Why Adopting Kubernetes Is Not The Solution

thumbnail for this post

Kubernetes is everywhere. You can easily get this feeling if you hear about one of its many impressive adoption figures. Does that mean that Kubernetes has reached its “final stage” and already brings all its benefits to the companies using it?

Kubernetes adoption is only the first step

To answer this question, it makes sense to take a closer look at what adoption actually means. The term “Kubernetes adoption” is pretty vague and can have a wide range of meanings ranging from embracing Kubernetes in the whole organization running all workloads on it to just having one engineer playing around with it in a test environment.

If you take a closer look at adoption statistics, you will find out that adoption is often still very limited. Gartner, for example, found out that less than 30% of companies are using containerized applications in production and less than 5% of enterprise applications run in a container environment. Further proof that Kubernetes usage is still at an early stage can be found in VMWare’s “The State of Kubernetes 2020” survey which states that 57% of companies are operating fewer than 10 Kubernetes clusters.

While these numbers are expected to grow tremendously in the next years, this also means that today, companies that have already “adopted” Kubernetes cannot lean back and enjoy its full benefits yet. Just ticking the next box of fancy technologies by running little, unimportant experiments with Kubernetes does not bring any benefits aside from looking like a modern tech company at first glance.

However, people will quickly see that such a Kubernetes adoption is quite useless if it ends here and developers may even be disappointed. This is especially true as many developers actually like Kubernetes and want to learn more about it, as the latest Stack Overflow survey discovered.

For this, adopting Kubernetes is only the first step towards a meaningful use of Kubernetes.

You need actual Kubernetes diffusion

What you actually need to get the full benefits of Kubernetes and make your developers happy working with it, is true Kubernetes diffusion, which means an organizational-wide roll-out and access to Kubernetes.

Although Kubernetes is still a rather new technology, there is little doubt that it is mature enough for this and the initial adoption step can be seen as evaluation period to answer the question IF to use Kubernetes at all. Given its widespread endorsement by major players and cloud providers, Kubernetes has become a dominant technology and you can be fairly sure that it is a future-proof solution.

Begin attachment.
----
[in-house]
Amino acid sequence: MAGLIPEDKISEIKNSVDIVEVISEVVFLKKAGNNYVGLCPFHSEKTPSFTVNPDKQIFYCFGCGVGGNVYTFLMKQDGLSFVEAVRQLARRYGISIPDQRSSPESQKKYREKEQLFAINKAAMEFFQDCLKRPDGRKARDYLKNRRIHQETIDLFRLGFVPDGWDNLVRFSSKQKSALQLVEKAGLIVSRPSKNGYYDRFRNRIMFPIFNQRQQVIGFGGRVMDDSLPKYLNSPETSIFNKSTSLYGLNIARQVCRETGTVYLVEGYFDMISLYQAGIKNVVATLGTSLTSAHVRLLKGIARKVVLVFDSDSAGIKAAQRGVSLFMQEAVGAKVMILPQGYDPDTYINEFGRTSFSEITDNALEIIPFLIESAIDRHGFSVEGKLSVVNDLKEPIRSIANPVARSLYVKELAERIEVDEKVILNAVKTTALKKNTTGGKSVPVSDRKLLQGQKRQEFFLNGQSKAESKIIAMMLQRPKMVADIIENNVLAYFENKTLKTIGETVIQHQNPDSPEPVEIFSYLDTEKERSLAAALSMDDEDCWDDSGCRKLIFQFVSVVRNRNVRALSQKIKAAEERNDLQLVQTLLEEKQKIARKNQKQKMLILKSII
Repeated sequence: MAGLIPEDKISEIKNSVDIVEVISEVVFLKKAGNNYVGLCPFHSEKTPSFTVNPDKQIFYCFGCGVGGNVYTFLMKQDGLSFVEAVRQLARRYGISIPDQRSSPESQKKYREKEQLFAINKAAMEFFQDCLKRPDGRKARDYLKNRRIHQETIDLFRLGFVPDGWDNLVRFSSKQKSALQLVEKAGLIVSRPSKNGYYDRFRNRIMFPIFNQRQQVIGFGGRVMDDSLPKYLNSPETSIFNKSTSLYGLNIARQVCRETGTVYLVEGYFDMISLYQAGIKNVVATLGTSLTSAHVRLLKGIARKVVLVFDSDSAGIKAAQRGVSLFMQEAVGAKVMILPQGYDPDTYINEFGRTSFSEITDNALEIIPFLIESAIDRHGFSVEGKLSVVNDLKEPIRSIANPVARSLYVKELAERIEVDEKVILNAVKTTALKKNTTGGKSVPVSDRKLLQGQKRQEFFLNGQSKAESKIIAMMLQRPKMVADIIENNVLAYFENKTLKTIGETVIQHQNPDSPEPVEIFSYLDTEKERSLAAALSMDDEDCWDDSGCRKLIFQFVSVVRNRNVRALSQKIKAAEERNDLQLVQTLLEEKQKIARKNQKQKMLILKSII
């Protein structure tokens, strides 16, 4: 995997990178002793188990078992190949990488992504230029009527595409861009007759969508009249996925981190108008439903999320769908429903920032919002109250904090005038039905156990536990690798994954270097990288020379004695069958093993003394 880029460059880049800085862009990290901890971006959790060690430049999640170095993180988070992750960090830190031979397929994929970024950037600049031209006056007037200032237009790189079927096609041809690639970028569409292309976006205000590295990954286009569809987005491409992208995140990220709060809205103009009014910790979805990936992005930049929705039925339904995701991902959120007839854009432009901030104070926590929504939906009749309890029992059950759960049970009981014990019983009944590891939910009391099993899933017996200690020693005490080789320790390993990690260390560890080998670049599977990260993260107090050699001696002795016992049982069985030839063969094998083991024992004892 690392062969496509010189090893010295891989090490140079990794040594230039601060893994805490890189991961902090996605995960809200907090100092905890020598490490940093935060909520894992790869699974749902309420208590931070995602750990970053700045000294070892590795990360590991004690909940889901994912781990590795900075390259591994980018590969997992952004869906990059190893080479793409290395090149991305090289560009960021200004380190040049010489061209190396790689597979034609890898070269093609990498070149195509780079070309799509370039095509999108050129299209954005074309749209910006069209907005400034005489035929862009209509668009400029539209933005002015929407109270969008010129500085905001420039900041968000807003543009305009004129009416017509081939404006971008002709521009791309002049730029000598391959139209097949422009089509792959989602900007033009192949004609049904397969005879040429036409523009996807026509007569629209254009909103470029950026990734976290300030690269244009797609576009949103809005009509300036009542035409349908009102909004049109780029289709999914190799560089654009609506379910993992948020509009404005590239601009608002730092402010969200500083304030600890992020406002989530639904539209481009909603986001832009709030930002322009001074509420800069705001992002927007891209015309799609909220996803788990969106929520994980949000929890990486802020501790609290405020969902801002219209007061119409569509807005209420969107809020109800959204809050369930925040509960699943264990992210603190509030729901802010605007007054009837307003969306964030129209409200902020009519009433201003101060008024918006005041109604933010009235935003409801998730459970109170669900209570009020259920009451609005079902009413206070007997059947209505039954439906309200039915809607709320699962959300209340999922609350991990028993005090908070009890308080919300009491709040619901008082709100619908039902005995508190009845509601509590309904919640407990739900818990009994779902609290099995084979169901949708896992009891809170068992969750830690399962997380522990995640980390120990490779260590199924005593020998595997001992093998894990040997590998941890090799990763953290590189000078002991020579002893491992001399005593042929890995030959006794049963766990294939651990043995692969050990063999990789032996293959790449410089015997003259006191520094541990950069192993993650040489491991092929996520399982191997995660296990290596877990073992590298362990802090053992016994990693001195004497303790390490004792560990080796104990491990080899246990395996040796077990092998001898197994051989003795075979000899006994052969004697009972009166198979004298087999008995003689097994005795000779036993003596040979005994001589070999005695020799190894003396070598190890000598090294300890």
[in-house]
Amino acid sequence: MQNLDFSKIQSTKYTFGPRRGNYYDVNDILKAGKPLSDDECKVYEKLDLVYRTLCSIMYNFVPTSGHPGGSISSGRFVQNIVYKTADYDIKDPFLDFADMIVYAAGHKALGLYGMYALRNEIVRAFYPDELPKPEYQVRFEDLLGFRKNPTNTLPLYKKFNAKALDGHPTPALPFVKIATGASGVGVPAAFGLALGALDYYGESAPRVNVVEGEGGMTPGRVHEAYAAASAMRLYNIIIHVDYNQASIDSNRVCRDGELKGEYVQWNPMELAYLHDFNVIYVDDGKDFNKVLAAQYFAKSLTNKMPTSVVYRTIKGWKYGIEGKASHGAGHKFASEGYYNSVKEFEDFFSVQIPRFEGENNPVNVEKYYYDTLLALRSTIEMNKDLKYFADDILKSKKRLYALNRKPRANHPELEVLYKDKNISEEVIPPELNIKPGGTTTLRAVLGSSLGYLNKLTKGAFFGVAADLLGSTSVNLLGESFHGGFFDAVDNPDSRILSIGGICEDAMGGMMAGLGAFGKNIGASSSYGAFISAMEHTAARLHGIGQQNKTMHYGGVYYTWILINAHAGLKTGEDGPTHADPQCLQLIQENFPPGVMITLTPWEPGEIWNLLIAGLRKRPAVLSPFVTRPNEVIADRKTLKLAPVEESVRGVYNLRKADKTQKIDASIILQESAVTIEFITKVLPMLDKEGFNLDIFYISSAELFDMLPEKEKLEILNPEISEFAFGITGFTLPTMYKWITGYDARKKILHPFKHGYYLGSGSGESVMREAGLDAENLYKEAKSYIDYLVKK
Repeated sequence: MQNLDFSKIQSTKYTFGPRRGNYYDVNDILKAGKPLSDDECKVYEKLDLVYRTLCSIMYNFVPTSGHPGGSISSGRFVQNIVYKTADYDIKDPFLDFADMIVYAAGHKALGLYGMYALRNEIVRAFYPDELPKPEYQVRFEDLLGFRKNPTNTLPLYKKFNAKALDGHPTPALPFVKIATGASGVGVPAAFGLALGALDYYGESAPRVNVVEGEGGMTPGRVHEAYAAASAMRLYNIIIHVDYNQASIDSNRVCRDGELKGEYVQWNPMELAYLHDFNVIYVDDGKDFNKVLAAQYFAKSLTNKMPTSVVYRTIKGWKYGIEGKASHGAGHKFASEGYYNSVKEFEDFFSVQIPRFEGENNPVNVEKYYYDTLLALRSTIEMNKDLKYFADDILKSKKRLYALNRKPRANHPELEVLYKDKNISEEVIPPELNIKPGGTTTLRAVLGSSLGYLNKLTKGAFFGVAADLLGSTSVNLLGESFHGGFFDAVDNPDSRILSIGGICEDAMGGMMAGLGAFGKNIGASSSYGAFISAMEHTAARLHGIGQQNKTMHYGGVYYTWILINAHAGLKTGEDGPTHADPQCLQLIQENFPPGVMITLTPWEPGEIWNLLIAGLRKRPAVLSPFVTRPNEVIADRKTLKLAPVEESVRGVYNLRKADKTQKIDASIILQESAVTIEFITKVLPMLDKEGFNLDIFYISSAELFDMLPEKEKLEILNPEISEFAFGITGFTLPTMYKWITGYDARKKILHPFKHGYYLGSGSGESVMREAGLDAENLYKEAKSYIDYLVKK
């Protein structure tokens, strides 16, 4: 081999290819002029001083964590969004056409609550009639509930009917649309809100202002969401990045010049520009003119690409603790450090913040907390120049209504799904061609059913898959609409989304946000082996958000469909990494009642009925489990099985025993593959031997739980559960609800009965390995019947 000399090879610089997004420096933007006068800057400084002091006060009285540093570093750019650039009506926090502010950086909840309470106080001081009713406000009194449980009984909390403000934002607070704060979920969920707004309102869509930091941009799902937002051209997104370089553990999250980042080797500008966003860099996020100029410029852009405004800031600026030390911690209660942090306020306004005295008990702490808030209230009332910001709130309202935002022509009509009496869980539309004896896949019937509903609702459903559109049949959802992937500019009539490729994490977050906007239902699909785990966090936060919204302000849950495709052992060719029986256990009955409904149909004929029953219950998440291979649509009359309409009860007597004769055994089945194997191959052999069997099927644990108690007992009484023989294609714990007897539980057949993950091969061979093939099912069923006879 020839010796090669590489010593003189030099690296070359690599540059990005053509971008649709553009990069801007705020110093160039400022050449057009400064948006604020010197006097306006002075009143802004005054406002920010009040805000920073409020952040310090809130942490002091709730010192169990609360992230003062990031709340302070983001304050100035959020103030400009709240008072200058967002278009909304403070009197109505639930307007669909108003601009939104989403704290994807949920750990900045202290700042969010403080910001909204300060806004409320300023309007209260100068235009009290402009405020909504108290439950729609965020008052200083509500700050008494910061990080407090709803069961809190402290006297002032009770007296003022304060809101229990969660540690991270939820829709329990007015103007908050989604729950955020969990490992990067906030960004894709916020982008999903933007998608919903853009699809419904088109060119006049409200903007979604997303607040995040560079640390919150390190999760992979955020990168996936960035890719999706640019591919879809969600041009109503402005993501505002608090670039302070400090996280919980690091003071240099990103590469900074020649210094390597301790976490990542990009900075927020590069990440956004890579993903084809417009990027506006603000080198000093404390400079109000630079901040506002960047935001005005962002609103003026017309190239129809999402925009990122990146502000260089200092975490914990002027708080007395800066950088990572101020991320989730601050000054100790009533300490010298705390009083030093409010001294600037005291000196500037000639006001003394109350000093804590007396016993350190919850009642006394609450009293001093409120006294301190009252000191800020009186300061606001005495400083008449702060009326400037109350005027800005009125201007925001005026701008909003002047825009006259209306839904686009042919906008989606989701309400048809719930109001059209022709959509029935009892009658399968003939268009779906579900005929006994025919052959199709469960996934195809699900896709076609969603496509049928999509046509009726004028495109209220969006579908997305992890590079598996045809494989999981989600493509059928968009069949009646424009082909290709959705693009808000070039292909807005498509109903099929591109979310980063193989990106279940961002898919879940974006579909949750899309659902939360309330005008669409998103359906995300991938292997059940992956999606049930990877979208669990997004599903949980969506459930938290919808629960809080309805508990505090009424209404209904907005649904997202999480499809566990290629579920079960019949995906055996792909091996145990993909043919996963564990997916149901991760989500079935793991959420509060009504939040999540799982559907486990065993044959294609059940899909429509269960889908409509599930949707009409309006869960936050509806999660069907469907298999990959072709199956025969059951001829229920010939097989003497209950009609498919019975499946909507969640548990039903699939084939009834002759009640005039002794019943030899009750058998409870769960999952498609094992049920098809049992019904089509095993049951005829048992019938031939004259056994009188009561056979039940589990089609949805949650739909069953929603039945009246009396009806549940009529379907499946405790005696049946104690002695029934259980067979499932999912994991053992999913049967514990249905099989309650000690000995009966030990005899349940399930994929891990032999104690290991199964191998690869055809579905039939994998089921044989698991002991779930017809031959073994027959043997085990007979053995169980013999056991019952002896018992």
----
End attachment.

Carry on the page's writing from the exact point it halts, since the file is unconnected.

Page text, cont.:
So now, as a next step, you can focus on Kubernetes diffusion, which comes with some new requirements and challenges. Particularly, there are two central questions that need to be answered for a widespread Kubernetes use within an organization and to bring your Kubernetes adoption to the next level:

1. How to make Kubernetes available for everyone

The first fundamental question is how to give everyone access to Kubernetes. Solving this question is central because without a Kubernetes access, it is not possible to work with it. That is why this question should be addressed first and with a high priority if you plan a further Kubernetes roll-out for your company.

Solution for first adoption:

If you are in the early adoption and experimentation phase, answering this question is relatively simple. You can either just pay the fees for a managed Kubernetes service in a public cloud, which may be a few hundred dollar per month for the cluster management fee and the computing resources, or you let the engineers set their Kubernetes clusters up themselves. The setup can be done in a public cloud, a private cloud, or even on the local computers of the engineers. Since these adopters are Kubernetes experts (or are supposed to become experts) and often also have admin access to the cloud environment, all of this is not a big challenge during the early adoption stage.

Challenge for diffusion:

It becomes much more complex during the diffusion stage. Now, not only a few Kubernetes experts with admin rights to a cloud environment need Kubernetes, but every engineer in your organization. To make this efficiently possible, you need an automized way of providing Kubernetes even to non-experts, which rules out local Kubernetes solutions (no automatization, individual setup) and also simple managed Kubernetes offerings (average engineers should not have admin access).

Solution for diffusion:

This means that you need to provide an easy to use internal Kubernetes platform to your engineers that allows them to create a work environment on-demand. At the same time, this self-service platform needs to enforce usage limits to prevent excessive cloud computing cost.

That such an internal platform is the way to go can be seen in the fact that some industry leaders and innovative companies, such as Spotify and Datadog (page 25) have already built them for their engineering teams.